Sunday, January 13, 2008

Gallup Poll (Pakistan): Who Killed Benazir Bhutto?

Gallup Pakistan, January 11, 2008

The grief on the assassination of Benazir Bhutto was almost universal in Pakistan. As a community, it evoked a different response compared to the demise of Zulfiqar Ali Bhutto and General Zia-ul-Haq when certain segments of the society seemed to breathe a sigh of relief and even rejoice in the tragedy. The grief in the case of Benazir Bhutto has been observed across provincial and linguistic boundaries as well as political and socio-economic divides. It may have been shared with different levels of intensity, but it was grief nevertheless. This expression of unity, which remained elusive during her life and times, was a big gain for Pakistan.

This opinion poll is dedicated to the memory of Benazir Bhutto.

The poll was carried out in two rounds. The First Round was conducted shortly after her assassination, on December 30-31, 2007. The Second Round was carried out during January 6-8, 2008. The sample comprised of over 1300 men and women in all the four provinces spanning cities, large and small towns and villages. Fieldwork was carried out face-to-face. Details on the sample are provided at the end.

The poll addressed the following issues:
1- First Source of Information on the Assassination
2- Public Opinion on 'Who killed Benazir'
3- Public Opinion on Foreign Investigation
4- Public Opinion on the Succession of Leadership in the Pakistan People's
5- Public Opinion on the Handling of Crisis by Musharraf and other key Political Leaders


For nearly half of the respondents in this survey, their first source of information was Mass Media, principally television (43%) followed by radio (3%). The tragic news reached the other half through relatives and friends, face-to-face (35%) or telephone (17%).

The information reached most people early in the evening, within a couple of hours after the incident (62%); most of the remaining were informed of it later that night (35%). The rest 3% came to know of it on the following morning.


Nearly half of the sample suspected Government agencies (23%) and Government allied politicians (25%). Al-Qaeda or Taliban were suspected by 17%, while 16% suspected other external forces, principally the United States (12%) and India (4%). 19 % said they would not know.

The view that Government agencies and allied politicians were responsible for the assassination was higher than the national average among voters of Pakistan People's Party (61%).


A question was asked about views on involving foreign investigators to probe the assassination. In response to the question, 'In your view, would a decision to invite foreign experts to investigate this incident be right or wrong', 46% favoured the possible invitation, 30% opposed it, while 24% said they did not know. (This survey was carried out during December 30-31, 2007, before the decision was made to invite Scotland Yard to assist GOP in the investigation). One might guess that the favourable view on inviting foreign investigators would have risen later, especially after the formal decision had been made.


Who should lead the PPP after Benazir Bhutto was a key question. In the First Round of survey (carried out during December 30-31), we provided two options, Asif Zardari or Amin Fahim, but allowed the possibility of nomination of any other person by the respondents to the survey. Between the two pre-structured options, the majority favoured Amin Fahim (48%) followed by Asif Zardari (30%). A number of names other than the two provided in the Question were given by 17% of the respondents, while the remaining 5% did not answer this question.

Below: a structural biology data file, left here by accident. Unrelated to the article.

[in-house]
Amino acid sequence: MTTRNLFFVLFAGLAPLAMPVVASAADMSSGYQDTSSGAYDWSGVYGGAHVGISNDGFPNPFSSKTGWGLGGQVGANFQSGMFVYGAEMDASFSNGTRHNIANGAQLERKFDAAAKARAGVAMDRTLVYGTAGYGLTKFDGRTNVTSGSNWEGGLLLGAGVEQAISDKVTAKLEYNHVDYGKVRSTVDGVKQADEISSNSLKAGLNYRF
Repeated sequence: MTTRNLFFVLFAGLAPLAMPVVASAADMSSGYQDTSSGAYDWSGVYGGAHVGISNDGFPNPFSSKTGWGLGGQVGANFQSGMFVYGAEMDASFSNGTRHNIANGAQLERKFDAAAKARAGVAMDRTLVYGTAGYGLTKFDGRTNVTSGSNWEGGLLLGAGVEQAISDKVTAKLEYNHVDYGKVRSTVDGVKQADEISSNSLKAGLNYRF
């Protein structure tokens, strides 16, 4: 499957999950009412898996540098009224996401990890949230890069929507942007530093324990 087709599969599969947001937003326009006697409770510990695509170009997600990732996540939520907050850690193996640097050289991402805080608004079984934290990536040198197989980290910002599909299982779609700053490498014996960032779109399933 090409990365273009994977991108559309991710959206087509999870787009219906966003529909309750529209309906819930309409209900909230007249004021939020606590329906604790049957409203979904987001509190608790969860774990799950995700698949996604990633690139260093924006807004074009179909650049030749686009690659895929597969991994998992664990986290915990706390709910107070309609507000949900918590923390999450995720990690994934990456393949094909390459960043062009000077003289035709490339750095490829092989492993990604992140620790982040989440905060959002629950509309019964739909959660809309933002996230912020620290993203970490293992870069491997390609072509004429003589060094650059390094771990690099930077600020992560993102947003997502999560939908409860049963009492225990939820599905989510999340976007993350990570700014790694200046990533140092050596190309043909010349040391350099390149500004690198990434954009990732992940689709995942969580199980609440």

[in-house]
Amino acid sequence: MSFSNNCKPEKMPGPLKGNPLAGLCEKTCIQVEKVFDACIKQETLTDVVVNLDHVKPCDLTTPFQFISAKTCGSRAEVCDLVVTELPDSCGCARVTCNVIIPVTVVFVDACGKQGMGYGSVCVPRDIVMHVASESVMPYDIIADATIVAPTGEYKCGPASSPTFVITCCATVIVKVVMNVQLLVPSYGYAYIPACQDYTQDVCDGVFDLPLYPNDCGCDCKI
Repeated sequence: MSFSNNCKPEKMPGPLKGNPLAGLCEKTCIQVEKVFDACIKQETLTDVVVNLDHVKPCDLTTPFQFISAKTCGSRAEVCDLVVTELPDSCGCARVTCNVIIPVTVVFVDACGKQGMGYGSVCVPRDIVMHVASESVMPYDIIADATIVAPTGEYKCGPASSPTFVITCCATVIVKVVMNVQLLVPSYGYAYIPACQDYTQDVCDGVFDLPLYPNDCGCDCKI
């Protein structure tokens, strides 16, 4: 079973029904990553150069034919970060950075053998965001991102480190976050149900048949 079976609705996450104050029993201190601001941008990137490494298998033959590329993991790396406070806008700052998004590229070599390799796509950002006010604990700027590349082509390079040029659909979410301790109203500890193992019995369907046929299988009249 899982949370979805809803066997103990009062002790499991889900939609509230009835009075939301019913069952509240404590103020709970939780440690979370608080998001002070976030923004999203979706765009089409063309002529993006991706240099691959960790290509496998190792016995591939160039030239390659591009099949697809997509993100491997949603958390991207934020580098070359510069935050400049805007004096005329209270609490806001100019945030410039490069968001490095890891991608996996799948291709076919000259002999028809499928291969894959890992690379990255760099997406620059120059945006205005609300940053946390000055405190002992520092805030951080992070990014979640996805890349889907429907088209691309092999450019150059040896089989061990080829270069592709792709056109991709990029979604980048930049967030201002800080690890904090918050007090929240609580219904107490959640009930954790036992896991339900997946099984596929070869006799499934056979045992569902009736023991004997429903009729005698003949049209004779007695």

The Second Round of the survey was carried out after the succession issue had been settled by the party and Benazir Bhutto's son, young Bilawal Bhutto Zardari had been chosen to head the party, with the assistance of his father, Asif Ali Zardari, until the young party head came of age and completed his studies. The question was asked: 'People's Party has chosen Bilawal Bhutto Zardari as its head. Would you say they made the right or the wrong decision?'

Among the respondents to this survey, 53% believed it was the right decision, 28% considered it wrong, while 19% did not answer. The support for the party decision was much higher among PPP voters, 74% of whom endorsed the party choice in favour of Bilawal, while only 14% considered it wrong and 12% did not answer.

In a follow up question, the respondents were asked: 'If you were a member of the People's Party Central Executive Committee, who would you have supported for party leadership: Bilawal Bhutto Zardari, Asif Zardari,Sanam Bhutto or a competent leader from other members of the party?' In response to this, 47% favoured Bilawal Bhutto Zardari; the remaining were distributed among Sanam Bhutto (21%), Asif Zardari (6%) and one of the other competent party member 19%; 7% provided other alternatives to the issue.

Among the PPP voters, views were slightly different than the national average. Among them the responses were: Bilawal Bhutto Zardari (64%), Sanam Bhutto (21%), Asif Zardari (5%), other competent party leader (5%), while the remaining 5% did not respond. These were the findings of the Second Round of survey carried out mostly during January 6-8, 2008.


The positive role of Nawaz Sharif on the occasion of the assassination was given the highest rating by the respondents of this survey.

For a pdf version with sampling details, click here

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